Textbook Notes (359,190)
Canada (156,076)
Anthropology (364)
ANT101H5 (109)
Chapter 4

Chapter 4 Anthro Textbook.doc
Chapter 4 Anthro Textbook.doc

4 Pages
130 Views
Unlock Document

School
University of Toronto Mississauga
Department
Anthropology
Course
ANT101H5
Professor
Kenneth Derry
Semester
Spring

Description
 WEEK FIVE – January 21    , 2013  Chapter #4: Modern Human Variation & Adaptation HISTORICAL VIEWS OF HUMAN VARIATION • 1350 B.C – ancient Egyptians classified humans based on their skin color • Linnaeus – taxonomic classification o First attempt to describe variation among human populations o 4 separate categories o Least complimentary descriptions = sub-Saharan, dark-skinned Africans • Blumenbach o Classified humans into 5 races o Acknowledged limitations • If Europeans were Christian = uncivilized o Biological Determinism – this view was rooted in it, an association bw physical characteristics and such attributes as intelligence, morals, values, abilities, and even social and economic status THE CONCEPT OF RACE • All contemporary humans are members of the same polytypic species = HOMOSAPIENS • Races – people who have particular combinations of various characteristics and other traits have been placed together under this category • Phenotypic expressions that contribute to social identity = racial traits, sex, age, ethnicity • 1950s, Ethnicity – designed to avoid emotionally charged term race o Refers to cultural factors, but the fact that the words ethnicity and race are used interchangeably reflects the social importance of phenotypic expression and demonstrates once again how phenotype is mistakenly associated w culturally defined variables • Different in expression of one or more traits = species occupying different land • Anthropologists recognize that outdated conceptions of race are no longer valid B/C the amount of genetic variation accounted for by differences bw groups is vastly exceeded by the variation that exists within groups • Limitation of traditional classification  categories are distinct and based on stereotypes or ideals that compromise a specific set of traits (typological nature) CONTEMPORARY INTERPRETATIONS OF HUMAN VARIATION • 1950s  studies of modern human variation focused on various components of blood and other body chemicals • Thus  directly sequence DNA & identify entire genes and even larger DNA segments to make comparisons bw groups/populations • Human Polymorphisms • Loci w more than allele • Expressed in the phenotype • Traits that differ in expression bw populations and individuals • Main focus of human variation studies • Used to compare allele frequencies bw different populations  reconstruct evolutionary events linking human population w one another • Polymorphisms at the DNA Level • Single-Nucleotide Polymorphisms – point mutations w coding regions in DNA • Whole-Genome Analysis – 3 studies have evaluated molecular info for the entire genome in more than 1000 total individuals HUMAN BIOCULTURAL EVOLUTION • Culture – human strategy of adaptation • Evolution in a cultural context  humans live in cultural environments that are continually modified by their own activities • Natural selection  operated by specific environmental settings  environment dominated by culture • Lactase Persistence – in adults, the continued production of lactase, the enzyme that breaks down lactose o It allows adults in some human populations to digest fresh milk products o The discontinued production of lactase in adults leads to lactose intolerance and the inability to digest fresh milk POPULATION GENETICS • Used to interpret micro evolutionary patterns of human variation • The area of research that examines allele frequencies in populations and attempts to identify the various factors that cause allele frequencies to change over time • Factors that determine mate choice: (1) geographical (2) ecological (3) social • To determine whether evolution is taking place at a given locus, population geneticist measure allele frequencies for specific traits and compare these observed frequencies with a set predicted by a mathematical model: • Hardy-Weinberg Equilibrium – the mathematical relationships expressing the predicted distribution of alleles in populations; the central theorem of population genetics THE ADAPTIVE SIGNIFICANCE OF HUMAN VARIATION • Physiological response to environmental change is influenced by genetic factors • Adaptation – long-term evolutionary changes that characterize all individuals within a population • Acclimatization – another kind of physiological response to the environmental conditions, short-term, long-term or even permanent o Factors: genes, severity of exposure, technological buffers (shelter, clothing), individual behaviour, weight, body size • Developmental Acclimatization – irreversible and results from exposure to an environmental challenge during growth THE THERMAL ENVIRONMENT • Mammal  have pshyiological mechanisms that increase/reduce the loss of body heat • Reptiles  rely on exposure to ext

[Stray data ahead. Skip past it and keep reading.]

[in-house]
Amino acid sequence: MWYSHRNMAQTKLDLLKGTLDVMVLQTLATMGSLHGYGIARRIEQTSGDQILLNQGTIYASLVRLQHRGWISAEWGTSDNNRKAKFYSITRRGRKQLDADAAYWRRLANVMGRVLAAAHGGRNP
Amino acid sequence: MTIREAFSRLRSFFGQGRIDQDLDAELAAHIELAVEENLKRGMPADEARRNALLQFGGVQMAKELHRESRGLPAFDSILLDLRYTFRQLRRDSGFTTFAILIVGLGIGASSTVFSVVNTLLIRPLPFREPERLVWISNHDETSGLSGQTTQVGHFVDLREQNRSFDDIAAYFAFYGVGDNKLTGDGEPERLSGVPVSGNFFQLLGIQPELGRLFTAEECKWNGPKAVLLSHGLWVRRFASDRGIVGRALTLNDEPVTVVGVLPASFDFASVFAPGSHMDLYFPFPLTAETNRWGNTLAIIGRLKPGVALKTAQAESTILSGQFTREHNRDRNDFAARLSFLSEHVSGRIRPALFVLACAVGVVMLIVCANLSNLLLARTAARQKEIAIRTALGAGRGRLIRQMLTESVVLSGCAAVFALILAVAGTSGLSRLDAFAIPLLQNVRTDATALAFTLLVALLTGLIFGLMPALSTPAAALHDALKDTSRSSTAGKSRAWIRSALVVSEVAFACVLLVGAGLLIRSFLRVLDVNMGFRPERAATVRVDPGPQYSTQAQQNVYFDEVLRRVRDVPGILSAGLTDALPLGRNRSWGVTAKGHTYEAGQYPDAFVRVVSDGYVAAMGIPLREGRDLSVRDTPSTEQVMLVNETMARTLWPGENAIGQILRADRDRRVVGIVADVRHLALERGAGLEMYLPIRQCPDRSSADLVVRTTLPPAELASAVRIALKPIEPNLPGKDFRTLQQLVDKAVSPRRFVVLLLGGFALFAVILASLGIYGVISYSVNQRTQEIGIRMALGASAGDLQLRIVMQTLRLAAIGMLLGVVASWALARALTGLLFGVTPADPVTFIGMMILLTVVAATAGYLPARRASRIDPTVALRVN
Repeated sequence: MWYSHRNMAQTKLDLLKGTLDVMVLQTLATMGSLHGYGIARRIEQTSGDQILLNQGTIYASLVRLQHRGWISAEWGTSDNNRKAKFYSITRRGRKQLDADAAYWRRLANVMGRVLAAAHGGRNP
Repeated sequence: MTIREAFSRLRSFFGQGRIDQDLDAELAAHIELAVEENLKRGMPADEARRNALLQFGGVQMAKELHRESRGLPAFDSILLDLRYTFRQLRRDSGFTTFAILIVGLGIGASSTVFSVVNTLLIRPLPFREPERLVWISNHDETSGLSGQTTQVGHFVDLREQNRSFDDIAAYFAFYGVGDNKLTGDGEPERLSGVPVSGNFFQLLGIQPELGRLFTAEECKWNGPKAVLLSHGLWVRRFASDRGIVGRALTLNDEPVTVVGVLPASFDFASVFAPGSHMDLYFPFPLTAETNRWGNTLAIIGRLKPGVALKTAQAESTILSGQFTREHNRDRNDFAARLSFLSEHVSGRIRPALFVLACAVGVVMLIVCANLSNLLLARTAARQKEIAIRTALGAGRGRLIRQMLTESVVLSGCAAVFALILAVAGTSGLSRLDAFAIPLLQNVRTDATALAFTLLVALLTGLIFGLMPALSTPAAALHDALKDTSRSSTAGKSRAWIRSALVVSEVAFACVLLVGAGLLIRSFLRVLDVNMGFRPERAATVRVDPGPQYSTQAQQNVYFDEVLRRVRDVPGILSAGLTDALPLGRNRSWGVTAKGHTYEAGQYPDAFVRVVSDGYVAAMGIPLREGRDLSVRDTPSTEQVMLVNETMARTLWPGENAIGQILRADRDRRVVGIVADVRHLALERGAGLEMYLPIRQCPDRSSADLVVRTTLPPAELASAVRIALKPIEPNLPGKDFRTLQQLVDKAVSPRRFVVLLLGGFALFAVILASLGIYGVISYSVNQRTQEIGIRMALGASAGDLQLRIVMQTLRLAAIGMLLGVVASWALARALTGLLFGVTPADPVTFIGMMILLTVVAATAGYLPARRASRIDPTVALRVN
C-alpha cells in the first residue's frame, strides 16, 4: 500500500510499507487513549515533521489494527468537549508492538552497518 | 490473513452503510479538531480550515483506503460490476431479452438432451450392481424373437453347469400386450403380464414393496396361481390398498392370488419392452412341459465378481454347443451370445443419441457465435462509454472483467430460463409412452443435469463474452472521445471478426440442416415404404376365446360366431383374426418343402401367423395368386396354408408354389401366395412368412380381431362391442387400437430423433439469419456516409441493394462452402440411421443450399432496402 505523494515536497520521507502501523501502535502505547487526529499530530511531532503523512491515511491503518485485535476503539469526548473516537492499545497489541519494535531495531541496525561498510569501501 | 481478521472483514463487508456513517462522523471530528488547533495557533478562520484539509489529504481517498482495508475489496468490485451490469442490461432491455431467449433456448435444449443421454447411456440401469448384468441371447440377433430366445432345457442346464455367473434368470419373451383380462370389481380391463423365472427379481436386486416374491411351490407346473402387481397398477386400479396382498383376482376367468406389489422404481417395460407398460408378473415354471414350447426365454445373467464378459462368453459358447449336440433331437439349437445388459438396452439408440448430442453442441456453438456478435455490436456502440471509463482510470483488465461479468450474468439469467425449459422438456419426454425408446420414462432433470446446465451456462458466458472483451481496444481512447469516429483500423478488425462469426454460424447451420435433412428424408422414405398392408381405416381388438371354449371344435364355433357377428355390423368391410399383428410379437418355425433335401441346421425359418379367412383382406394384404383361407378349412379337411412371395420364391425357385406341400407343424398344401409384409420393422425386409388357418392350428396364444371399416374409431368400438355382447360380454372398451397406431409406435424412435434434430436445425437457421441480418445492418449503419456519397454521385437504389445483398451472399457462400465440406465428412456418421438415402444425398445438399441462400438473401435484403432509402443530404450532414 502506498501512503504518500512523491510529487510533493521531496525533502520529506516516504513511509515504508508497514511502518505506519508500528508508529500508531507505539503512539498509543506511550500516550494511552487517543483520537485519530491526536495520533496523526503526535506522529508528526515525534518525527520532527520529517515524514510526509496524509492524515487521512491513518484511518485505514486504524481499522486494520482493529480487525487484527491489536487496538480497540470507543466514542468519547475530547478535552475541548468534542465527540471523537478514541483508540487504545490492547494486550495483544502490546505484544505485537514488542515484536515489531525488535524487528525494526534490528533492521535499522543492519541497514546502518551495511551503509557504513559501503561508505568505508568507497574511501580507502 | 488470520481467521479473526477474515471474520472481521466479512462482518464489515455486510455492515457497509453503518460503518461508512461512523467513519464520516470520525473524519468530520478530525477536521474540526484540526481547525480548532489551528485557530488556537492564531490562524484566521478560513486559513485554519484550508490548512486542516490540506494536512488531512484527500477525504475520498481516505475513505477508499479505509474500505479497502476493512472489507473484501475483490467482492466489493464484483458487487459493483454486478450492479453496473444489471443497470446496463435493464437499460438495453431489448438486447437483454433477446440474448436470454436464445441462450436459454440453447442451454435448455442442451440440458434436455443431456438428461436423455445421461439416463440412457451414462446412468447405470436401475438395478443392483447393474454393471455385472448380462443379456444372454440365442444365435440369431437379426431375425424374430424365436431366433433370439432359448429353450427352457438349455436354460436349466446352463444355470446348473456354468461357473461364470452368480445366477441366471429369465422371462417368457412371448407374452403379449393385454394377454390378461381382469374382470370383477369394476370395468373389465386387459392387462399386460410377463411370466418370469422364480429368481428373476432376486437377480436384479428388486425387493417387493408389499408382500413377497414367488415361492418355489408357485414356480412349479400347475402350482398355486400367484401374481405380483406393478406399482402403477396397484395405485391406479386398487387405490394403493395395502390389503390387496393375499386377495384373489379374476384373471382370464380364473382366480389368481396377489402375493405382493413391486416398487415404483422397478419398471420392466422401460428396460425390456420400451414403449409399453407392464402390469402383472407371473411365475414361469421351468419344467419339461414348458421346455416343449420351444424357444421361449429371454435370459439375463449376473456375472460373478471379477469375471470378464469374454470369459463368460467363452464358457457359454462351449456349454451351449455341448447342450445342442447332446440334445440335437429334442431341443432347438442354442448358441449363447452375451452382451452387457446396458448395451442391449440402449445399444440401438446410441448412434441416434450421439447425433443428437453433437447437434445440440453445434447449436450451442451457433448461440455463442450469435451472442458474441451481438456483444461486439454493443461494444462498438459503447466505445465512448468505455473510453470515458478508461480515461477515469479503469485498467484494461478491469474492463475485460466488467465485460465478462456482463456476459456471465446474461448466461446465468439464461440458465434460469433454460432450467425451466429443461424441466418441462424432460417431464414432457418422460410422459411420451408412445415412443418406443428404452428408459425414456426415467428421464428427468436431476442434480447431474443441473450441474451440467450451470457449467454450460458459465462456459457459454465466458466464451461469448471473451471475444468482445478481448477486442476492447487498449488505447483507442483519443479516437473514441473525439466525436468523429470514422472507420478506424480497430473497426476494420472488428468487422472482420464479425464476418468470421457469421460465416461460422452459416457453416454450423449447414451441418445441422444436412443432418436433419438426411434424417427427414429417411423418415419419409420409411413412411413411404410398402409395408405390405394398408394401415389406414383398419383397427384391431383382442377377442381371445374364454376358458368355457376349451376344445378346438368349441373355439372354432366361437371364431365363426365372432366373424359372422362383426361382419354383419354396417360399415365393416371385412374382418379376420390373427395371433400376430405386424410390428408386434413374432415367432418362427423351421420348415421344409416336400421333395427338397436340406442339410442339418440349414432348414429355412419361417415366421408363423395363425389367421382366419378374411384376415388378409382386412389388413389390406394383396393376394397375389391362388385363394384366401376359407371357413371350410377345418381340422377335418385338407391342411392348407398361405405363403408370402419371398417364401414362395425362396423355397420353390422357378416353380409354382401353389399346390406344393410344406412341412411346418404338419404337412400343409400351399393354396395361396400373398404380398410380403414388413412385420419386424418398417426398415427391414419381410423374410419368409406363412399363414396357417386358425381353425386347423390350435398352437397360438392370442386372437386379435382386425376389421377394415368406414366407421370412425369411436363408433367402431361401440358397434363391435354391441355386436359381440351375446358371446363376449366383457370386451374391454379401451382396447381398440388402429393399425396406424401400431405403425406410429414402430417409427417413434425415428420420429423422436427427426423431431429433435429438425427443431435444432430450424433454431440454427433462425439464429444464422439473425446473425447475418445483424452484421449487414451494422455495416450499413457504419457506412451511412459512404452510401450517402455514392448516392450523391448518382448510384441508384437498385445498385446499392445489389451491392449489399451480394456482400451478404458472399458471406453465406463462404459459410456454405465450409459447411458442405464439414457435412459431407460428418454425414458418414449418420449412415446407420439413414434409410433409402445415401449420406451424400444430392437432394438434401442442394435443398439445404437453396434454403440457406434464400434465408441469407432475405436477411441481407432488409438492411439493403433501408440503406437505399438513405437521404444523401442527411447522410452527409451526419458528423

More Less

Related notes for ANT101H5

Log In


OR

Don't have an account?

Join OneClass

Access over 10 million pages of study
documents for 1.3 million courses.

Sign up

Join to view


OR

By registering, I agree to the Terms and Privacy Policies
Already have an account?
Just a few more details

So we can recommend you notes for your school.

Reset Password

Please enter below the email address you registered with and we will send you a link to reset your password.

Add your courses

Get notes from the top students in your class.

Submit